Center for Economic and Policy Research

“International community’s response remains misplaced,” CEPR Co-Director Says

Washington, D.C., January 9, 2014 – Four years after an earthquake devastated Haiti and killed some 220,000 people and displaced 1.5 million, housing, sanitation and health care remain woefully inadequate, Center for Economic and Policy Research (CEPR) Co-DirectorMark Weisbrot said today. Weisbrot noted that while some 200,000 people are still stuck in internally displaced person (IDP) camps, and many others have beenforcibly evicted onto the streets – and while under-funded sanitation and health care allow a cholera epidemic to continue to ravage the country — many of the urgently-needed funds meant to assist the people of Haiti have gone instead into the pockets of contractors, or have been used to fund projects that benefit foreign corporations far more than they do Haitians.

“The lasting legacy of the earthquake is the international community’s profound failure to set aside its own interests and respond to the most pressing needs of the Haitian people,” Weisbrot said. “Four years of exposés in the international media, appeals from the U.N. and international aid groups, and pleas from the Haitian government, Haitian grassroots groups and many others have failed to change the misplaced priorities of the international response to the earthquake and the cholera epidemic.”

Weisbrot applauded the Assessing Progress in Haiti Act, introduced by Rep. Barbara Lee and cosponsored by 34 other legislators, which passed the U.S. House of Representatives last month. The Act is meant to foster greater transparency in U.S. government contracting in Haiti through regular progress reports to Congress.

Much of the U.S. government aid earmarked for Haiti following the quake has gone to foreign contractors, providing little benefit to Haitian businesses, organizations or workers. 67.1 percent of USAID contracts has gone to Beltway-based firms, while just 1.3 percent has gone to Haitian companies. The Haitian government has also largely been bypassed as aid funds have gone to foreign contractors, international agencies and the many groups that populate what is known as the “republic of NGOs.” Of the $6.43 billion disbursed by bilateral and multilateral donors to Haiti from 2010-2012, just 9 percent went through the Haitian government.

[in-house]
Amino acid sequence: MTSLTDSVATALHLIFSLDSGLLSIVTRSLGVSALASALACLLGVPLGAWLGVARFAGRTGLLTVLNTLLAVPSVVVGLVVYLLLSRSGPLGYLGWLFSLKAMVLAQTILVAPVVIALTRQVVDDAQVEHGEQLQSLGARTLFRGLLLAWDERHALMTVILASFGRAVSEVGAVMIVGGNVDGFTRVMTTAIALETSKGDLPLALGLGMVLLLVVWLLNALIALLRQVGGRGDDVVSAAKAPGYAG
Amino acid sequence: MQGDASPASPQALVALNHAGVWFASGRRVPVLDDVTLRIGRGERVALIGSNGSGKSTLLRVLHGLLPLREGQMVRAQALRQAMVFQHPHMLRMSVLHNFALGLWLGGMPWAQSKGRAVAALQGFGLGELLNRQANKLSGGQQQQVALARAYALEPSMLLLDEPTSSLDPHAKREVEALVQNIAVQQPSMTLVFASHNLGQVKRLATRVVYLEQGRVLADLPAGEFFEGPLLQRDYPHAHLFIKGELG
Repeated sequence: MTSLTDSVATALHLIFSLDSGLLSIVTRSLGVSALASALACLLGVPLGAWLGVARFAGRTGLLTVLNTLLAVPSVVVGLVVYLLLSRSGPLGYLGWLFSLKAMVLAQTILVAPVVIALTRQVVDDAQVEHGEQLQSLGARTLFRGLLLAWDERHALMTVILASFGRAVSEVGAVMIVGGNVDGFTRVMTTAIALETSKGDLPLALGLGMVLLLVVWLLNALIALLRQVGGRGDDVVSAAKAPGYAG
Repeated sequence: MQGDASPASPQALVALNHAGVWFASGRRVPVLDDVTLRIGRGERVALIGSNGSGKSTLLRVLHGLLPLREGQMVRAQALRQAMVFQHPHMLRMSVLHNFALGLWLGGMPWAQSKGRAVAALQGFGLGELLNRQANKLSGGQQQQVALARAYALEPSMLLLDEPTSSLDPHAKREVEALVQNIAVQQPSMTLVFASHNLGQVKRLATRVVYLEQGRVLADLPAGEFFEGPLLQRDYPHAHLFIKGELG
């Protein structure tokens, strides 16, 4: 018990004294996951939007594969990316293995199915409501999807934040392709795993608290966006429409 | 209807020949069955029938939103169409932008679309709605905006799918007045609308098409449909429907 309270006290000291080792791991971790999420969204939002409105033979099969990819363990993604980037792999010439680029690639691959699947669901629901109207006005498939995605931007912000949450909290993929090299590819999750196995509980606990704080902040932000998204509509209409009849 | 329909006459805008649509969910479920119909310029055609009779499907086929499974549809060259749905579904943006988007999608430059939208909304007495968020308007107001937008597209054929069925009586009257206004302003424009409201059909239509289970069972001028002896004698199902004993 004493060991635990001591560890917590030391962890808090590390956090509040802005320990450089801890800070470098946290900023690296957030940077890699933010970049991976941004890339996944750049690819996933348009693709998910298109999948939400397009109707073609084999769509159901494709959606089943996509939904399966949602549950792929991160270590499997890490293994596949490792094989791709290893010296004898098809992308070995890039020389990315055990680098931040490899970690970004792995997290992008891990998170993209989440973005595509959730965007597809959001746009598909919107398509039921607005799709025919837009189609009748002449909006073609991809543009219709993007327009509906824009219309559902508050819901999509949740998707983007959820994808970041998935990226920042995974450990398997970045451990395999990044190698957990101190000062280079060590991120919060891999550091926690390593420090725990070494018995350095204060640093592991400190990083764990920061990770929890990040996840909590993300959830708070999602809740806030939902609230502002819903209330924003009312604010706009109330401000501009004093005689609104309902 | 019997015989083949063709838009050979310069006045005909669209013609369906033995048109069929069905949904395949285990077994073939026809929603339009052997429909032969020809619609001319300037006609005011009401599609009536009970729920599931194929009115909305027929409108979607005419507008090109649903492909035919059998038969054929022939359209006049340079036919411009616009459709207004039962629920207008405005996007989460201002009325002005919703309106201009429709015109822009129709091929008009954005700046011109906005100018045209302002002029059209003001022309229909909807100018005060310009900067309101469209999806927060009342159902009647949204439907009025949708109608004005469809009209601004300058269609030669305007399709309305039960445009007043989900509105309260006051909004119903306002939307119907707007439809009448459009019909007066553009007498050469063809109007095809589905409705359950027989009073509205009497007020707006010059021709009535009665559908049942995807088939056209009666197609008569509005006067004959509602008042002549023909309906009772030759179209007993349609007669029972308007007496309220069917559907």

Weisbrot noted that although the massive displacement of people from their homes was one of the most visible and damaging aspects of the earthquake, four years lateronly 7,515 new houses had been built. A U.S. government plan to build 15,000 new houses has reduced its goals by over 80 percent.

The cholera epidemic, brought to Haiti by U.N. troops, has killed 8,500 people and sickened over 695,000. While the U.N., the U.S. Centers for Disease Control and Prevention and the Haitian and Dominican governments launched a $2.2 billion plan to eradicate cholera over a year ago, it remains woefully underfunded, and the U.N. itself has pledged just 1 percent of the funding needed, even as the U.N.’s mostly military and police mission in Haiti costs over $572 million a year.

Projects such as the Caracol industrial park, meanwhile, continue to receive additional funding, with the Inter-American Development Bank announcing last week that it would commit another $40.5 million for the facility’s expansion. The project has come under scrutiny over poor working conditions and low pay for garment workers; theWorkers Rights Consortium [PDF] found that “On average, workers were paid 34% less than the law requires” at Caracol.